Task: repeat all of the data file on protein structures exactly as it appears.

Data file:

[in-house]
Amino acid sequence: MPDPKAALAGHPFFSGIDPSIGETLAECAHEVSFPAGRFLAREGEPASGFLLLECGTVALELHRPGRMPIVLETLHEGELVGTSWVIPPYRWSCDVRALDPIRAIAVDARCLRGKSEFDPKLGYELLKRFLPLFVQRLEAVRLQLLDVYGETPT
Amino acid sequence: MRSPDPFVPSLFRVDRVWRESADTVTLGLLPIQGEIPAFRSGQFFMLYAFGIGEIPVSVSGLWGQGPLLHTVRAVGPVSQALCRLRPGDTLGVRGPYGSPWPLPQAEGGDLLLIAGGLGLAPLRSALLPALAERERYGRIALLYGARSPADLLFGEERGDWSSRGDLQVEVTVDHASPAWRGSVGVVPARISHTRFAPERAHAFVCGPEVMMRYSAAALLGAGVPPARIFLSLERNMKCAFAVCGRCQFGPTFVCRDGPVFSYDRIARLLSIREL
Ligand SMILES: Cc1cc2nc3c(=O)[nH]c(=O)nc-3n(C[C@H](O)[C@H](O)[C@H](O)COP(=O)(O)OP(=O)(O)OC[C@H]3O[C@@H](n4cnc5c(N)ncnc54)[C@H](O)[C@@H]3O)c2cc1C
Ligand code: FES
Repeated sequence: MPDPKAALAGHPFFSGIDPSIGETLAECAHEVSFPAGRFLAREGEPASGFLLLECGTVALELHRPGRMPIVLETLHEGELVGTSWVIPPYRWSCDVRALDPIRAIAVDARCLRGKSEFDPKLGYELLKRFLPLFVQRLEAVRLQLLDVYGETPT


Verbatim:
[in-house]
Amino acid sequence: MPDPKAALAGHPFFSGIDPSIGETLAECAHEVSFPAGRFLAREGEPASGFLLLECGTVALELHRPGRMPIVLETLHEGELVGTSWVIPPYRWSCDVRALDPIRAIAVDARCLRGKSEFDPKLGYELLKRFLPLFVQRLEAVRLQLLDVYGETPT
Amino acid sequence: MRSPDPFVPSLFRVDRVWRESADTVTLGLLPIQGEIPAFRSGQFFMLYAFGIGEIPVSVSGLWGQGPLLHTVRAVGPVSQALCRLRPGDTLGVRGPYGSPWPLPQAEGGDLLLIAGGLGLAPLRSALLPALAERERYGRIALLYGARSPADLLFGEERGDWSSRGDLQVEVTVDHASPAWRGSVGVVPARISHTRFAPERAHAFVCGPEVMMRYSAAALLGAGVPPARIFLSLERNMKCAFAVCGRCQFGPTFVCRDGPVFSYDRIARLLSIREL
Ligand SMILES: Cc1cc2nc3c(=O)[nH]c(=O)nc-3n(C[C@H](O)[C@H](O)[C@H](O)COP(=O)(O)OP(=O)(O)OC[C@H]3O[C@@H](n4cnc5c(N)ncnc54)[C@H](O)[C@@H]3O)c2cc1C
Ligand code: FES
Repeated sequence: MPDPKAALAGHPFFSGIDPSIGETLAECAHEVSFPAGRFLAREGEPASGFLLLECGTVALELHRPGRMPIVLETLHEGELVGTSWVIPPYRWSCDVRALDPIRAIAVDARCLRGKSEFDPKLGYELLKRFLPLFVQRLEAVRLQLLDVYGETPT